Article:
In the last blog we discussed some of the theory about stretching and why it’s important and why you may not need to stretch as much as you think. Now I intend to try to give some practical advice on how to put that knowledge to practice. I know some people treat foam rolling as stretching since it can help range of motion; but because it facilitates a different physiological effect than traditional stretching so I won’t be addressing it here. That may be a discussion for another post if people are interested.
First of all let’s make sure we’re all on the same page with some stretching terminology. Static stretching is what most people think of when talking about stretching. This is when you go into a stretch and hold it for a given period of time, usually around 30-60 seconds. Dynamic stretching is when you go through a range of motion and don’t hold. I tend to approach static stretching as working on flexibility and long term mobility, and dynamic more as part of a warm up to help range of motion for short term benefit.
- Pre-Run (Part of Warm-up): I don’t recommend doing much stretching before most runs. For most runs the best thing to do is just start your run nice and easy, and ease into the run. For a point of reference, most Kenyan runners will start their runs 8 minutes per mile or slower and end their run sub-6 minutes per mile. It doesn’t need to be that extreme, but I would recommend starting a minute per mile slower for the first 5 minutes before you settle into your intended pace for the run.
There are some times when doing a little stretching isn’t a bad idea, if implemented correctly. When doing a harder workout and you need to be more warm and ready to go adding some dynamic stretching can help. Usually adding dynamic stretches can be a part of the drills you do normally. By adding dynamic stretches into your drills you can facilitate improved range of motion to achieve better running technique as well as “waking up” certain muscles to help them engage better improving efficiency.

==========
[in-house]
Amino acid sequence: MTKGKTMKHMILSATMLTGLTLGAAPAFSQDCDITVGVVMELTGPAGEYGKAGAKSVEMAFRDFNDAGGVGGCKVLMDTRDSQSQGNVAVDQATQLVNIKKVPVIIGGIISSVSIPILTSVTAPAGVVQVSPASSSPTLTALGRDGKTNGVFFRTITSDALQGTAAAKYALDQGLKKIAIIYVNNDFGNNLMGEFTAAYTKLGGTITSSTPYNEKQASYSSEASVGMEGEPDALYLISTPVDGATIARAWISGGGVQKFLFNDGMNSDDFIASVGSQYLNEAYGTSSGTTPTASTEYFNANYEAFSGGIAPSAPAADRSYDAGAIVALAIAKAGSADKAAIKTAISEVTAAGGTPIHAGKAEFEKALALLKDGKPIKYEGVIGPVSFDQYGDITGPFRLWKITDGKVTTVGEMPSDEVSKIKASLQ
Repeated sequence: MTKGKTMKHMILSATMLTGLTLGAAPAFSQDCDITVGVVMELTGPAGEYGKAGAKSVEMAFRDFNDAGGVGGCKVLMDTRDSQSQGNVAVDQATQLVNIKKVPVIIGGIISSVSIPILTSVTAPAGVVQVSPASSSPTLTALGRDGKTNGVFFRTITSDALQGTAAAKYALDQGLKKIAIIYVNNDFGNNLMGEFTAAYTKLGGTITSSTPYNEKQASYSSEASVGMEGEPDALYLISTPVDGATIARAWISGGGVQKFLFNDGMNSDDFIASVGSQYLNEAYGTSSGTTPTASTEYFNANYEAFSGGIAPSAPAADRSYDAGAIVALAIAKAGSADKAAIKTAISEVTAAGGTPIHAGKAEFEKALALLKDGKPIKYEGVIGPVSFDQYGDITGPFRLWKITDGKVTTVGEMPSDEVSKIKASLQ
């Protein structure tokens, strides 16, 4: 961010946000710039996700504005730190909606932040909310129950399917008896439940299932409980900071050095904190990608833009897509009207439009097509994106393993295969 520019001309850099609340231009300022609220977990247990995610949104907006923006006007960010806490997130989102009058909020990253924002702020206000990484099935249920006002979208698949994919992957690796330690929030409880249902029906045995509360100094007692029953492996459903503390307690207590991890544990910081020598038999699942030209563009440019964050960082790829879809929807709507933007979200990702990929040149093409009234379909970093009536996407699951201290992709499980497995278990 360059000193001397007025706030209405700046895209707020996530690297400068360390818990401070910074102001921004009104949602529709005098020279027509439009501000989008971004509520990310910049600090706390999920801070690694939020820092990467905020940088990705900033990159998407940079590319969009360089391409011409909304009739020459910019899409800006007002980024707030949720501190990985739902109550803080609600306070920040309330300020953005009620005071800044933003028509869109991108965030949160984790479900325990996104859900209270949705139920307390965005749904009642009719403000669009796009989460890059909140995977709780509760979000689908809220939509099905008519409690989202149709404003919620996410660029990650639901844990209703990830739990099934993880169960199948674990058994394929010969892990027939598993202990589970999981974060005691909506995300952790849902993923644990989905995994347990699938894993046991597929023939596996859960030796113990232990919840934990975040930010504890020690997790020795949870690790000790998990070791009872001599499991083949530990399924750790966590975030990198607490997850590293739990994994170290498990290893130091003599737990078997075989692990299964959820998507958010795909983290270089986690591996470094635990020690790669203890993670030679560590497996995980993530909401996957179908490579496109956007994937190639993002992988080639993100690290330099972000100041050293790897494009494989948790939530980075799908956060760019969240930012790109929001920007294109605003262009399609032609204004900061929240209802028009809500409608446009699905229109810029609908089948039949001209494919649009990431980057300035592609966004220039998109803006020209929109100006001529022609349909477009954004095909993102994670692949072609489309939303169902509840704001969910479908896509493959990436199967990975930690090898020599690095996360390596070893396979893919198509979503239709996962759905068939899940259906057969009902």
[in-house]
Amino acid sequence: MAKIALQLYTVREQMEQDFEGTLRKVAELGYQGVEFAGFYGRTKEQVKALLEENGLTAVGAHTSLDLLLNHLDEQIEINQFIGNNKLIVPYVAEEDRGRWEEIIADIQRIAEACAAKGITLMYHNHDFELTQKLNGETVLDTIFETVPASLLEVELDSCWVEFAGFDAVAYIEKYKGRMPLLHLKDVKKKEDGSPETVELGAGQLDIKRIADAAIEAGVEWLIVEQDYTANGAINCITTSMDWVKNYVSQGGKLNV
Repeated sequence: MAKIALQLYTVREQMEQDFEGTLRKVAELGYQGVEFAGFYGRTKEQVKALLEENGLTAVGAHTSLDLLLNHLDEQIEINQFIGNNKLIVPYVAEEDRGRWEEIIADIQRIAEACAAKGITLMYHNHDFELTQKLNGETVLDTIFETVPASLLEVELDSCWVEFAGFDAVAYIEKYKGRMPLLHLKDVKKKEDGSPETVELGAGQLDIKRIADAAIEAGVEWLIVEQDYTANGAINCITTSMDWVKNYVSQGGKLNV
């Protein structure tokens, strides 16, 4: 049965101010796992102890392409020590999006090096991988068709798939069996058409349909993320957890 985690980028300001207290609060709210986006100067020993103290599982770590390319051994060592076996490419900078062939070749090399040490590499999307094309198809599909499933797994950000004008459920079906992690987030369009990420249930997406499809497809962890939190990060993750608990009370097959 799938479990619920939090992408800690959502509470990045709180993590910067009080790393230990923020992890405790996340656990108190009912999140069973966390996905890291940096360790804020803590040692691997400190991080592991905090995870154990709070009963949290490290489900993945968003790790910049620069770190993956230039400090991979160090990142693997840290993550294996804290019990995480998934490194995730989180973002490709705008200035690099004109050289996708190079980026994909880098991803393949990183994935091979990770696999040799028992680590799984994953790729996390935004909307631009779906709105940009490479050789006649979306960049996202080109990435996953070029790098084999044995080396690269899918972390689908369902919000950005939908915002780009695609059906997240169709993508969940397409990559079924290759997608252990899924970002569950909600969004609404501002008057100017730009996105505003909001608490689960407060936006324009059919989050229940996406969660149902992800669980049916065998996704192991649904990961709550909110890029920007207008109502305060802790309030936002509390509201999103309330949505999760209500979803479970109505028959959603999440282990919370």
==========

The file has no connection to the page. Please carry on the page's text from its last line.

Although I wouldn’t normally suggest much static stretching before runs, there is a bit of an exception. If there is some sort of injury going on that is being caused by a muscle tightness somewhere, it may be advised to add a little bit of stretching (static or dynamic) before your run. An example here would be if you have some lower back pain caused by tight quadriceps, you may need to do some static stretching of the quads. Because of how the two affect your muscles, static stretching may be better for longer runs and dynamic may be better for shorter. But my best recommendation would be to go ahead and try both and see what works better for you.
- Post Run (Injury Prevention): It is a good idea to take a few minutes, a few days a week, or even better, after your runs to work on general flexibility. Here is a good time to do some static stretching. You should go through and work on major muscle groups that are worked while running; holding each stretch for about 30 seconds. I have most of my runners do a short yoga routine after each of their runs. This includes exercises that target: hamstrings, quadriceps, gluteus group, hip flexors, abdominals, and calves. Doing a quick Google search can find you plenty of stretches to achieve this. And then beyond a normal routine, you should also spend a little extra time on anything that seems particularly tight or bothering you that day. Side Note: It is really easy to add in some basic core exercises such as planks or bridges to most stretching routines. If you look into some yoga moves to work on your flexibility, many of them double as strengthening exercises as well.